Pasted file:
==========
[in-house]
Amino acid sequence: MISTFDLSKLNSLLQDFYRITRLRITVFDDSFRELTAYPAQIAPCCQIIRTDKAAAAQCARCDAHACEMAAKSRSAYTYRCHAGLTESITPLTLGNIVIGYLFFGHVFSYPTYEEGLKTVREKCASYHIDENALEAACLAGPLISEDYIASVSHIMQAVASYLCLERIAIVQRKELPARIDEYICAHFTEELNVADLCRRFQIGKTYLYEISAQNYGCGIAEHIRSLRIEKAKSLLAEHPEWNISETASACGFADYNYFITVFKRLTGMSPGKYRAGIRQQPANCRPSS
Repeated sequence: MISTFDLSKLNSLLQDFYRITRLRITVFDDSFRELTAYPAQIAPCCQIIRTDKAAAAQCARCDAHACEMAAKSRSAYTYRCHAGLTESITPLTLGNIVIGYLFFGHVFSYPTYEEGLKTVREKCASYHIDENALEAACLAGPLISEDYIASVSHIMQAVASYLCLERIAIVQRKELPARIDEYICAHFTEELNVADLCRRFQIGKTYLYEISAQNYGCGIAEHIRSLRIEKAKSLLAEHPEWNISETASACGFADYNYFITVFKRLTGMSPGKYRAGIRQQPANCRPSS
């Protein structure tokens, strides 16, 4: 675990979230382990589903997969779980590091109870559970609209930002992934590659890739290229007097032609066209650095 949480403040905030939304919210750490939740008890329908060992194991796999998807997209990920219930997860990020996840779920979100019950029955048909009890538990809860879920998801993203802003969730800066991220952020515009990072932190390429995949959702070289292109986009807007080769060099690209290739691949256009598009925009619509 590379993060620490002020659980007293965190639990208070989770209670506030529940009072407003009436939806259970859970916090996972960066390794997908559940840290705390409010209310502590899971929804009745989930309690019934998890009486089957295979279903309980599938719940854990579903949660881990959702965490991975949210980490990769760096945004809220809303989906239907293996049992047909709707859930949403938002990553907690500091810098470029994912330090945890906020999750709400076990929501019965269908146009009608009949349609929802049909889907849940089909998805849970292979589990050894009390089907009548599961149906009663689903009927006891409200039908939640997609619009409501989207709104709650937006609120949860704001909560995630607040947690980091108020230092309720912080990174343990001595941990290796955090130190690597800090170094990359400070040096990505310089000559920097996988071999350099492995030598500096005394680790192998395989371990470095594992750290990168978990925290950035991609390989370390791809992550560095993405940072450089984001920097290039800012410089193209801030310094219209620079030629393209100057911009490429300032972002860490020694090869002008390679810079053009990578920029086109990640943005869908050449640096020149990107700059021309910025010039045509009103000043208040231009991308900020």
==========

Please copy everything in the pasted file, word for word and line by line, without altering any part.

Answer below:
[in-house]
Amino acid sequence: MISTFDLSKLNSLLQDFYRITRLRITVFDDSFRELTAYPAQIAPCCQIIRTDKAAAAQCARCDAHACEMAAKSRSAYTYRCHAGLTESITPLTLGNIVIGYLFFGHVFSYPTYEEGLKTVREKCASYHIDENALEAACLAGPLISEDYIASVSHIMQAVASYLCLERIAIVQRKELPARIDEYICAHFTEELNVADLCRRFQIGKTYLYEISAQNYGCGIAEHIRSLRIEKAKSLLAEHPEWNISETASACGFADYNYFITVFKRLTGMSPGKYRAGIRQQPANCRPSS
Repeated sequence: MISTFDLSKLNSLLQDFYRITRLRITVFDDSFRELTAYPAQIAPCCQIIRTDKAAAAQCARCDAHACEMAAKSRSAYTYRCHAGLTESITPLTLGNIVIGYLFFGHVFSYPTYEEGLKTVREKCASYHIDENALEAACLAGPLISEDYIASVSHIMQAVASYLCLERIAIVQRKELPARIDEYICAHFTEELNVADLCRRFQIGKTYLYEISAQNYGCGIAEHIRSLRIEKAKSLLAEHPEWNISETASACGFADYNYFITVFKRLTGMSPGKYRAGIRQQPANCRPSS
């Protein structure tokens, strides 16, 4: 675990979230382990589903997969779980590091109870559970609209930002992934590659890739290229007097032609066209650095 949480403040905030939304919210750490939740008890329908060992194991796999998807997209990920219930997860990020996840779920979100019950029955048909009890538990809860879920998801993203802003969730800066991220952020515009990072932190390429995949959702070289292109986009807007080769060099690209290739691949256009598009925009619509 590379993060620490002020659980007293965190639990208070989770209670506030529940009072407003009436939806259970859970916090996972960066390794997908559940840290705390409010209310502590899971929804009745989930309690019934998890009486089957295979279903309980599938719940854990579903949660881990959702965490991975949210980490990769760096945004809220809303989906239907293996049992047909709707859930949403938002990553907690500091810098470029994912330090945890906020999750709400076990929501019965269908146009009608009949349609929802049909889907849940089909998805849970292979589990050894009390089907009548599961149906009663689903009927006891409200039908939640997609619009409501989207709104709650937006609120949860704001909560995630607040947690980091108020230092309720912080990174343990001595941990290796955090130190690597800090170094990359400070040096990505310089000559920097996988071999350099492995030598500096005394680790192998395989371990470095594992750290990168978990925290950035991609390989370390791809992550560095993405940072450089984001920097290039800012410089193209801030310094219209620079030629393209100057911009490429300032972002860490020694090869002008390679810079053009990578920029086109990640943005869908050449640096020149990107700059021309910025010039045509009103000043208040231009991308900020």